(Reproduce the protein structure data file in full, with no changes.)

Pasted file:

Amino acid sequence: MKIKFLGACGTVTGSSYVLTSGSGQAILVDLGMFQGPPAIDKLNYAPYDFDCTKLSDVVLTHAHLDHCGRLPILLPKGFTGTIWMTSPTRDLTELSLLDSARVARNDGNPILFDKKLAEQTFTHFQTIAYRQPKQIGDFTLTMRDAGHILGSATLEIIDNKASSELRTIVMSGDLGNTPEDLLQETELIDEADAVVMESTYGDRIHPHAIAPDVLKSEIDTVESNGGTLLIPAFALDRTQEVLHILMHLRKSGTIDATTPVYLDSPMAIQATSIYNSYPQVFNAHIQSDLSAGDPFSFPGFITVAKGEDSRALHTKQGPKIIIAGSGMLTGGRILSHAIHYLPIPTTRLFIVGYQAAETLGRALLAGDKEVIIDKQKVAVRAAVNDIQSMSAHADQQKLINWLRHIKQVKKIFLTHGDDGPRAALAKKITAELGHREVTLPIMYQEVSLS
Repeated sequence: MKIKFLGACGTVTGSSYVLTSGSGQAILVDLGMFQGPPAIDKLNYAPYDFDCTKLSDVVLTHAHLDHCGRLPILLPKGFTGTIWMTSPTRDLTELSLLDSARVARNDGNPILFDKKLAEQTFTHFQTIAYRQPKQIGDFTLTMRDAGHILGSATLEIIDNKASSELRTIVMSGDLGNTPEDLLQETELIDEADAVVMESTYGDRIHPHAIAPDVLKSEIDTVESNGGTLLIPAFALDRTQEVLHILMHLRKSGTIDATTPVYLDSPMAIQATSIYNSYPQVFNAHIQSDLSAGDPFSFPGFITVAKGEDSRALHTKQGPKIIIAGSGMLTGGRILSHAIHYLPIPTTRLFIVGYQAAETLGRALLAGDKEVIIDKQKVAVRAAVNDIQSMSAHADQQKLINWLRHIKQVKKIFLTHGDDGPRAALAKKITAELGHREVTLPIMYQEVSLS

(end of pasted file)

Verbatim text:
Amino acid sequence: MKIKFLGACGTVTGSSYVLTSGSGQAILVDLGMFQGPPAIDKLNYAPYDFDCTKLSDVVLTHAHLDHCGRLPILLPKGFTGTIWMTSPTRDLTELSLLDSARVARNDGNPILFDKKLAEQTFTHFQTIAYRQPKQIGDFTLTMRDAGHILGSATLEIIDNKASSELRTIVMSGDLGNTPEDLLQETELIDEADAVVMESTYGDRIHPHAIAPDVLKSEIDTVESNGGTLLIPAFALDRTQEVLHILMHLRKSGTIDATTPVYLDSPMAIQATSIYNSYPQVFNAHIQSDLSAGDPFSFPGFITVAKGEDSRALHTKQGPKIIIAGSGMLTGGRILSHAIHYLPIPTTRLFIVGYQAAETLGRALLAGDKEVIIDKQKVAVRAAVNDIQSMSAHADQQKLINWLRHIKQVKKIFLTHGDDGPRAALAKKITAELGHREVTLPIMYQEVSLS
Repeated sequence: MKIKFLGACGTVTGSSYVLTSGSGQAILVDLGMFQGPPAIDKLNYAPYDFDCTKLSDVVLTHAHLDHCGRLPILLPKGFTGTIWMTSPTRDLTELSLLDSARVARNDGNPILFDKKLAEQTFTHFQTIAYRQPKQIGDFTLTMRDAGHILGSATLEIIDNKASSELRTIVMSGDLGNTPEDLLQETELIDEADAVVMESTYGDRIHPHAIAPDVLKSEIDTVESNGGTLLIPAFALDRTQEVLHILMHLRKSGTIDATTPVYLDSPMAIQATSIYNSYPQVFNAHIQSDLSAGDPFSFPGFITVAKGEDSRALHTKQGPKIIIAGSGMLTGGRILSHAIHYLPIPTTRLFIVGYQAAETLGRALLAGDKEVIIDKQKVAVRAAVNDIQSMSAHADQQKLINWLRHIKQVKKIFLTHGDDGPRAALAKKITAELGHREVTLPIMYQEVSLS